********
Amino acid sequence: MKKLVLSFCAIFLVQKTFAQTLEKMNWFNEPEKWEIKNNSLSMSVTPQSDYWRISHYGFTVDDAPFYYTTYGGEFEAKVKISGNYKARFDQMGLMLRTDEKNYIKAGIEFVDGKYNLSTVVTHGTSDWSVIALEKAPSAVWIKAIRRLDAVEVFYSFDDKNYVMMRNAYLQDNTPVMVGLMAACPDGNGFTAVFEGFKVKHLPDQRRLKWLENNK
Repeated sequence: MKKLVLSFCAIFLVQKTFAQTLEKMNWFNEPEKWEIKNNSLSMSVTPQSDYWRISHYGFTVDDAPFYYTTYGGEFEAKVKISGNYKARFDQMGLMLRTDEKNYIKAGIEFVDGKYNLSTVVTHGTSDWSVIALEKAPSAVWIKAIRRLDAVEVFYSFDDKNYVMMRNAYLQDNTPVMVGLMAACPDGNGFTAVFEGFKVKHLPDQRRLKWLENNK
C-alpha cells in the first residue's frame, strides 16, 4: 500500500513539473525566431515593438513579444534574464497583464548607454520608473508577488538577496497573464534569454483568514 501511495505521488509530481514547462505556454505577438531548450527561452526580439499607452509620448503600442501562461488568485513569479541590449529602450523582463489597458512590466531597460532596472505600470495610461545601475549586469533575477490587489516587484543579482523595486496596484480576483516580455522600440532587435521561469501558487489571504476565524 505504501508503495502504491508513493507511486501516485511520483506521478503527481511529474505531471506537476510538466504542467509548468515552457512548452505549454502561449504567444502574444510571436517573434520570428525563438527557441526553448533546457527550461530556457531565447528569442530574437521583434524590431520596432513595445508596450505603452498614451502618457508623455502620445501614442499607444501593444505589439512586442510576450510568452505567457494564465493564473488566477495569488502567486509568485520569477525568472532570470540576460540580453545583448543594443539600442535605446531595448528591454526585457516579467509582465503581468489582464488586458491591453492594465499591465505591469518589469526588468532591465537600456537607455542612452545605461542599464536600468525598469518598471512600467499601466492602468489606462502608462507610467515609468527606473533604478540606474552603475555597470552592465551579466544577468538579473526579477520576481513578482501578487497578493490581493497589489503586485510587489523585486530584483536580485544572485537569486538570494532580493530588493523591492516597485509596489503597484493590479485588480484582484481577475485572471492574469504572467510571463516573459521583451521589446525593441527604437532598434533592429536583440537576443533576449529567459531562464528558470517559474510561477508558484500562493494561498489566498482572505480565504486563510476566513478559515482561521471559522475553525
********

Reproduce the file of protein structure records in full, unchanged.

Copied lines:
Amino acid sequence: MKKLVLSFCAIFLVQKTFAQTLEKMNWFNEPEKWEIKNNSLSMSVTPQSDYWRISHYGFTVDDAPFYYTTYGGEFEAKVKISGNYKARFDQMGLMLRTDEKNYIKAGIEFVDGKYNLSTVVTHGTSDWSVIALEKAPSAVWIKAIRRLDAVEVFYSFDDKNYVMMRNAYLQDNTPVMVGLMAACPDGNGFTAVFEGFKVKHLPDQRRLKWLENNK
Repeated sequence: MKKLVLSFCAIFLVQKTFAQTLEKMNWFNEPEKWEIKNNSLSMSVTPQSDYWRISHYGFTVDDAPFYYTTYGGEFEAKVKISGNYKARFDQMGLMLRTDEKNYIKAGIEFVDGKYNLSTVVTHGTSDWSVIALEKAPSAVWIKAIRRLDAVEVFYSFDDKNYVMMRNAYLQDNTPVMVGLMAACPDGNGFTAVFEGFKVKHLPDQRRLKWLENNK
C-alpha cells in the first residue's frame, strides 16, 4: 500500500513539473525566431515593438513579444534574464497583464548607454520608473508577488538577496497573464534569454483568514 501511495505521488509530481514547462505556454505577438531548450527561452526580439499607452509620448503600442501562461488568485513569479541590449529602450523582463489597458512590466531597460532596472505600470495610461545601475549586469533575477490587489516587484543579482523595486496596484480576483516580455522600440532587435521561469501558487489571504476565524 505504501508503495502504491508513493507511486501516485511520483506521478503527481511529474505531471506537476510538466504542467509548468515552457512548452505549454502561449504567444502574444510571436517573434520570428525563438527557441526553448533546457527550461530556457531565447528569442530574437521583434524590431520596432513595445508596450505603452498614451502618457508623455502620445501614442499607444501593444505589439512586442510576450510568452505567457494564465493564473488566477495569488502567486509568485520569477525568472532570470540576460540580453545583448543594443539600442535605446531595448528591454526585457516579467509582465503581468489582464488586458491591453492594465499591465505591469518589469526588468532591465537600456537607455542612452545605461542599464536600468525598469518598471512600467499601466492602468489606462502608462507610467515609468527606473533604478540606474552603475555597470552592465551579466544577468538579473526579477520576481513578482501578487497578493490581493497589489503586485510587489523585486530584483536580485544572485537569486538570494532580493530588493523591492516597485509596489503597484493590479485588480484582484481577475485572471492574469504572467510571463516573459521583451521589446525593441527604437532598434533592429536583440537576443533576449529567459531562464528558470517559474510561477508558484500562493494561498489566498482572505480565504486563510476566513478559515482561521471559522475553525